Holyoke, MA is a city with alarming rates of poverty and under-education. Holyoke has the highest percentage of children living in poverty, the highest teen birth rate, and the second highest percentage of children living in single-parent families in the state of Massachusetts. Poverty in Holyoke is especially prevalent among its population of teenaged Latina mothers and their young children.
The Care Center serves young mothers between the ages 16 and 21 and their children. We educate more than 120 young women each year, with approximately 60 students enrolled at any one time. Demographic data about Care Center students from the past 5 years show that:
- 85 percent identified as Latina/Hispanic
- All students reported a household income at or below 50 percent of the poverty level
- Nearly two-thirds had dropped out of high school by the tenth grade
- The majority of our students dropped out of school before getting pregnant
Most students at The Care Center have extremely challenging personal histories. Domestic violence, gangs, homelessness, food insecurity, dropping out of school, teen pregnancy and poverty are common experiences for Care Center students. Without high levels of support and the genuine opportunities for learning provided by The Care Center, our bright and promising students might endure lives of unrealized potential and unrelenting poverty.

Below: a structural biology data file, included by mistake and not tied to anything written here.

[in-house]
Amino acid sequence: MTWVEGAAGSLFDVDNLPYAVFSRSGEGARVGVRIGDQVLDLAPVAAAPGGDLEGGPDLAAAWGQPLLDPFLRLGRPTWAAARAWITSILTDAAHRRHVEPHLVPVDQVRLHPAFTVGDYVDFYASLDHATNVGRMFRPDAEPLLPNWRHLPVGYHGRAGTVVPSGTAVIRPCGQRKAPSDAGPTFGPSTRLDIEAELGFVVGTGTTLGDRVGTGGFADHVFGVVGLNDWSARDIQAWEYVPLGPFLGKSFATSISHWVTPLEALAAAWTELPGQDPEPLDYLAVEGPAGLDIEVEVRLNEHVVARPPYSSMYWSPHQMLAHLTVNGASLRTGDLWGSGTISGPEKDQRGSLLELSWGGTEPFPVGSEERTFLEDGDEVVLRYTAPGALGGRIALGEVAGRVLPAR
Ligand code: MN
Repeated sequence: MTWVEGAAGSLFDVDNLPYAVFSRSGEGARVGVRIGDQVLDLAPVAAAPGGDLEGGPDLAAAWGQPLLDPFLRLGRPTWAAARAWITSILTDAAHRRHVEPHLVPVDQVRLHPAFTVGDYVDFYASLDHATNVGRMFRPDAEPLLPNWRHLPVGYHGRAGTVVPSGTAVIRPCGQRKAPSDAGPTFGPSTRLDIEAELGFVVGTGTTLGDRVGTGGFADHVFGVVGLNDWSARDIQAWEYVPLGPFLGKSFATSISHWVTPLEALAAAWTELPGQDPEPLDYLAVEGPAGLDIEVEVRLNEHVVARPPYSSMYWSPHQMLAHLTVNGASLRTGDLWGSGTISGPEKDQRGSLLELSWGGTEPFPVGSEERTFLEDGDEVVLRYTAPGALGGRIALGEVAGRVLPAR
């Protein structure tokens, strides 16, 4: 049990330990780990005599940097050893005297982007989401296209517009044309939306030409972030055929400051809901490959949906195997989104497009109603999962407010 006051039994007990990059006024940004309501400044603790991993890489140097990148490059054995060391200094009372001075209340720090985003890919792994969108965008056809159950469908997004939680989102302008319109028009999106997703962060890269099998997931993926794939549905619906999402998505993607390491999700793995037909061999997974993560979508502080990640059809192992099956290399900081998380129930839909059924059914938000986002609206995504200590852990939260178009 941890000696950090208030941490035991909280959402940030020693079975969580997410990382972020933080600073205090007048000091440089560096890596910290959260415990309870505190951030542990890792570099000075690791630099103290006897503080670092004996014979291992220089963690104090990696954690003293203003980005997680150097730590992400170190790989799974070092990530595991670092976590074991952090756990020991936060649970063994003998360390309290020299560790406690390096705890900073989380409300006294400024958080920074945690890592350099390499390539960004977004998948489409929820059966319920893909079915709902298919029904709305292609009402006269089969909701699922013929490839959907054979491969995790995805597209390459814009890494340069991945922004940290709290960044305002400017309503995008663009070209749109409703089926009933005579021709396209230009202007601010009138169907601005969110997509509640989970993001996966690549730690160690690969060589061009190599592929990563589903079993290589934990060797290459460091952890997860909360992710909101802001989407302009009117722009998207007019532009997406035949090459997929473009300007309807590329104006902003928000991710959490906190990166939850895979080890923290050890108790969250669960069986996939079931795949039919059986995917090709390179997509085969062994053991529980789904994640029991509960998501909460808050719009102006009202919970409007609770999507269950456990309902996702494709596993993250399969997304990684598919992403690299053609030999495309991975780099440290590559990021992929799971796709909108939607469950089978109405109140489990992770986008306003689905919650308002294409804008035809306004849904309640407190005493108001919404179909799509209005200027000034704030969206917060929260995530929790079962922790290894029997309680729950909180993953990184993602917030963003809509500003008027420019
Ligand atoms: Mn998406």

In order to provide ongoing support to Care Center graduates as they move into college and to help improve their long-term outcomes, in 2005 we created “On To College.” Through “On To College,” our Transition Counselors are now able to follow Care Center students beyond graduation. In 2009:
- 16 percent of our graduates earned college credits before leaving The Care Center. (In 2010, the number of students who have earned college credits before they graduate has increased to 25 percent.)
- Approximately 85 Care Center alumnae were supported by our Transition program
- 46 were matriculated in college
- 35 alumnae were being guided through the college enrollment process
- Two alumnae graduated with their Associates Degrees from Holyoke Community College in 2009, one of whom was consistently on the Dean’s List, and two alumnae from previous years are currently enrolled in four-year colleges in the region
- 13 women received six credits from Bard College for completing the Clemente Course in the Humanities
Our culture does not expect teen mothers who have dropped out of high school to succeed in life. Care Center students, who grapple with the challenges of living in poverty and previous school failure, consistently prove that with adequate support and enthusiastic engagement in high-quality education they can and do exceed expectations.